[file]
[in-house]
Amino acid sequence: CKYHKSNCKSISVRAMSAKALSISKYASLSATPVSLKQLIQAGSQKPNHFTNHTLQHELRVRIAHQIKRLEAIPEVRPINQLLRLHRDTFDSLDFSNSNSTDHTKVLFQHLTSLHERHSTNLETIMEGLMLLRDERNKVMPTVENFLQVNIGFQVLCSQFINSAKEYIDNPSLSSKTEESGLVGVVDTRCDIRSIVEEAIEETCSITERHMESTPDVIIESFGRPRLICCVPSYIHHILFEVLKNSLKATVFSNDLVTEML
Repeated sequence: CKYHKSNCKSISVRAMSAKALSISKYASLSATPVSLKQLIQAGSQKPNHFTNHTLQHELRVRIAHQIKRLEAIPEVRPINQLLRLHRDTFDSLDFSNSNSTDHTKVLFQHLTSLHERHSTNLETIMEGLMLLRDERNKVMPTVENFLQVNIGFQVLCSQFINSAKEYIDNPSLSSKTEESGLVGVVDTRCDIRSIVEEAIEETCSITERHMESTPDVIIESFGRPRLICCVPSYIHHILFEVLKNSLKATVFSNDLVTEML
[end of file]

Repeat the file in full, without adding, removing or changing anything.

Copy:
[in-house]
Amino acid sequence: CKYHKSNCKSISVRAMSAKALSISKYASLSATPVSLKQLIQAGSQKPNHFTNHTLQHELRVRIAHQIKRLEAIPEVRPINQLLRLHRDTFDSLDFSNSNSTDHTKVLFQHLTSLHERHSTNLETIMEGLMLLRDERNKVMPTVENFLQVNIGFQVLCSQFINSAKEYIDNPSLSSKTEESGLVGVVDTRCDIRSIVEEAIEETCSITERHMESTPDVIIESFGRPRLICCVPSYIHHILFEVLKNSLKATVFSNDLVTEML
Repeated sequence: CKYHKSNCKSISVRAMSAKALSISKYASLSATPVSLKQLIQAGSQKPNHFTNHTLQHELRVRIAHQIKRLEAIPEVRPINQLLRLHRDTFDSLDFSNSNSTDHTKVLFQHLTSLHERHSTNLETIMEGLMLLRDERNKVMPTVENFLQVNIGFQVLCSQFINSAKEYIDNPSLSSKTEESGLVGVVDTRCDIRSIVEEAIEETCSITERHMESTPDVIIESFGRPRLICCVPSYIHHILFEVLKNSLKATVFSNDLVTEML